Dr. Takahashi reading from her book manuscript in progress.

The song in the background is Ii Jikan by Evisbeats, the lyrics of which are as follows:

 この 時間のせい ?                              Is it the fault of our time? この 天気のせい ?                              Is it the fault of this weather? この 景色のせい ?                              It it because of the scenery? この 年齢のせい ?                              It it because of my age?  訪れた いま いい時間                     Visiting now, it’s a good time. 久々の いい時間                                A long time coming, a good time. 訪れた いま いい時間                     Visiting now, it’s a good time. もしかして いま いい時間           Maybe now is a good time.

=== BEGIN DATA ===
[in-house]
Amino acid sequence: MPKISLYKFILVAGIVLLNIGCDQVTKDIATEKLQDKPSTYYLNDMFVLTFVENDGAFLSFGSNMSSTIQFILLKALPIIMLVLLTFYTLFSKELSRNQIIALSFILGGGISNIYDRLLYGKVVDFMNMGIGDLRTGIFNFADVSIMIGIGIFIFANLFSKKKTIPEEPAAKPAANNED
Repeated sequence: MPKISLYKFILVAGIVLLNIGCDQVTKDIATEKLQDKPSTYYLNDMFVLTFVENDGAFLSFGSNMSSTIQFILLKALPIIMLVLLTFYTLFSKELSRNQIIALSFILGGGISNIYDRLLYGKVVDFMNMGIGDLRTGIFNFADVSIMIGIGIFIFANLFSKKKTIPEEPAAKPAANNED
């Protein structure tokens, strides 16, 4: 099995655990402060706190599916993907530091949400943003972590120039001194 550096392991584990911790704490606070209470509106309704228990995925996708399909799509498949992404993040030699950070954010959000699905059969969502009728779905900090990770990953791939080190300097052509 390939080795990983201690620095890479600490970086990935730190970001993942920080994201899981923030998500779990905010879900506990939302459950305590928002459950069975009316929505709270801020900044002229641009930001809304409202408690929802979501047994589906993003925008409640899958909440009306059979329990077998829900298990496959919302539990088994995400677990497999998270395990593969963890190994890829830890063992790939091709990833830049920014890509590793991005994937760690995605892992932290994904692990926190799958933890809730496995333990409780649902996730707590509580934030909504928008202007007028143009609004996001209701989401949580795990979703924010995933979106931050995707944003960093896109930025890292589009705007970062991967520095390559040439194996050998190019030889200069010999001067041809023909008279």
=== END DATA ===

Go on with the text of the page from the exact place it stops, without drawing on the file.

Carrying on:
A second guest called in to talk with us about exactly what happened that fateful day, and to reflect with IHIH producer Arman Golrokhian about shifting understandings of the Fukushima disaster by communities within Japan, Japanese government circles, and wider networks of environmentalists. Hisashi Saito represents a sustainability NGO, Iuventum, to the United Nations Office in Geneva. He actively participated in the climate change discussions of UNFCCC such as COP19 and SB40. He frequently attends the Human Rights Council and UNCTAD sessions, covering human rights and sustainability. As a strong advocate of the right to health, he has been following the situation in Fukushima after the nuclear disasters in 2011, along with other nuclear situations around the world where vigilance is needed about radiation health damage.